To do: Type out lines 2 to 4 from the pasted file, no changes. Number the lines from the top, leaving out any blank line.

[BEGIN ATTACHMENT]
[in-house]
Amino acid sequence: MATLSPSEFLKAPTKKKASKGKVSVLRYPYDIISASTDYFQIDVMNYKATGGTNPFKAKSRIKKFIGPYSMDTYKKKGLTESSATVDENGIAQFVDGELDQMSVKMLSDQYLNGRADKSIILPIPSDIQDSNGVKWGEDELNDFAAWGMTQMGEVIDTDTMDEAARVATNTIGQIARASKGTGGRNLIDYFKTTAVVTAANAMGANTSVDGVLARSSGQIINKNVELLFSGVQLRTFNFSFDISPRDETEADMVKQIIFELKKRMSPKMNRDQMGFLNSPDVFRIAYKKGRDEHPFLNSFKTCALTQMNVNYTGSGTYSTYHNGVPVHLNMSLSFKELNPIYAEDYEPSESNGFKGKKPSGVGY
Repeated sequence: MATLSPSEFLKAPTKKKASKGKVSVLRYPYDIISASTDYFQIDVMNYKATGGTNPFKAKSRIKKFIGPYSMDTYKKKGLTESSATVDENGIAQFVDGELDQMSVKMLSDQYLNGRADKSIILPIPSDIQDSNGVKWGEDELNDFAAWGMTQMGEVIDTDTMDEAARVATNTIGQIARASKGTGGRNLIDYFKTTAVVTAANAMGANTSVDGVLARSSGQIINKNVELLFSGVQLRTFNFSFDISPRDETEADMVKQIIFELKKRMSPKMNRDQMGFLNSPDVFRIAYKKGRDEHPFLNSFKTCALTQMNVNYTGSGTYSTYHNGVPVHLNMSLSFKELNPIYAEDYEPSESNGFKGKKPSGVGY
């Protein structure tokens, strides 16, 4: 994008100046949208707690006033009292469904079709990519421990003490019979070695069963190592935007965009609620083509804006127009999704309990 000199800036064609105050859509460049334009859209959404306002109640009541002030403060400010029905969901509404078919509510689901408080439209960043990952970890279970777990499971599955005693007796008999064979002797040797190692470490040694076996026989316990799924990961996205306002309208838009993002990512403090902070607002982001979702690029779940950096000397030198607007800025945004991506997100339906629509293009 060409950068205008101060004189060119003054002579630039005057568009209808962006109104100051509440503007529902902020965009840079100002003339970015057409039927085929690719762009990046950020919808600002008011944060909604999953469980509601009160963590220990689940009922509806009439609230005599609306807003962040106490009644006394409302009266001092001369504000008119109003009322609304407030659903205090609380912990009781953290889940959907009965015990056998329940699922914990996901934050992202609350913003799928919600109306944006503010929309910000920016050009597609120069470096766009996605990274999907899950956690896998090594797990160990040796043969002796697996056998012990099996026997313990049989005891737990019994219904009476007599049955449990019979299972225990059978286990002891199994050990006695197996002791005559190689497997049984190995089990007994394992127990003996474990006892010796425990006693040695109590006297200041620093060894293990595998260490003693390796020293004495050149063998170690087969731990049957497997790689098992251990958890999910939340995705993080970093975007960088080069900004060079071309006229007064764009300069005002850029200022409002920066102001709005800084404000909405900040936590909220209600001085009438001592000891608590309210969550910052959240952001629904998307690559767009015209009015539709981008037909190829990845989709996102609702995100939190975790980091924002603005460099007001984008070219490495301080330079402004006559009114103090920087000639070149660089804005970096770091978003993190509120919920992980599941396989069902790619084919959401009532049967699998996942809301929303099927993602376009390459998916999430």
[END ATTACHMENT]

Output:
Amino acid sequence: MATLSPSEFLKAPTKKKASKGKVSVLRYPYDIISASTDYFQIDVMNYKATGGTNPFKAKSRIKKFIGPYSMDTYKKKGLTESSATVDENGIAQFVDGELDQMSVKMLSDQYLNGRADKSIILPIPSDIQDSNGVKWGEDELNDFAAWGMTQMGEVIDTDTMDEAARVATNTIGQIARASKGTGGRNLIDYFKTTAVVTAANAMGANTSVDGVLARSSGQIINKNVELLFSGVQLRTFNFSFDISPRDETEADMVKQIIFELKKRMSPKMNRDQMGFLNSPDVFRIAYKKGRDEHPFLNSFKTCALTQMNVNYTGSGTYSTYHNGVPVHLNMSLSFKELNPIYAEDYEPSESNGFKGKKPSGVGY
Repeated sequence: MATLSPSEFLKAPTKKKASKGKVSVLRYPYDIISASTDYFQIDVMNYKATGGTNPFKAKSRIKKFIGPYSMDTYKKKGLTESSATVDENGIAQFVDGELDQMSVKMLSDQYLNGRADKSIILPIPSDIQDSNGVKWGEDELNDFAAWGMTQMGEVIDTDTMDEAARVATNTIGQIARASKGTGGRNLIDYFKTTAVVTAANAMGANTSVDGVLARSSGQIINKNVELLFSGVQLRTFNFSFDISPRDETEADMVKQIIFELKKRMSPKMNRDQMGFLNSPDVFRIAYKKGRDEHPFLNSFKTCALTQMNVNYTGSGTYSTYHNGVPVHLNMSLSFKELNPIYAEDYEPSESNGFKGKKPSGVGY
């Protein structure tokens, strides 16, 4: 994008100046949208707690006033009292469904079709990519421990003490019979070695069963190592935007965009609620083509804006127009999704309990 000199800036064609105050859509460049334009859209959404306002109640009541002030403060400010029905969901509404078919509510689901408080439209960043990952970890279970777990499971599955005693007796008999064979002797040797190692470490040694076996026989316990799924990961996205306002309208838009993002990512403090902070607002982001979702690029779940950096000397030198607007800025945004991506997100339906629509293009 060409950068205008101060004189060119003054002579630039005057568009209808962006109104100051509440503007529902902020965009840079100002003339970015057409039927085929690719762009990046950020919808600002008011944060909604999953469980509601009160963590220990689940009922509806009439609230005599609306807003962040106490009644006394409302009266001092001369504000008119109003009322609304407030659903205090609380912990009781953290889940959907009965015990056998329940699922914990996901934050992202609350913003799928919600109306944006503010929309910000920016050009597609120069470096766009996605990274999907899950956690896998090594797990160990040796043969002796697996056998012990099996026997313990049989005891737990019994219904009476007599049955449990019979299972225990059978286990002891199994050990006695197996002791005559190689497997049984190995089990007994394992127990003996474990006892010796425990006693040695109590006297200041620093060894293990595998260490003693390796020293004495050149063998170690087969731990049957497997790689098992251990958890999910939340995705993080970093975007960088080069900004060079071309006229007064764009300069005002850029200022409002920066102001709005800084404000909405900040936590909220209600001085009438001592000891608590309210969550910052959240952001629904998307690559767009015209009015539709981008037909190829990845989709996102609702995100939190975790980091924002603005460099007001984008070219490495301080330079402004006559009114103090920087000639070149660089804005970096770091978003993190509120919920992980599941396989069902790619084919959401009532049967699998996942809301929303099927993602376009390459998916999430």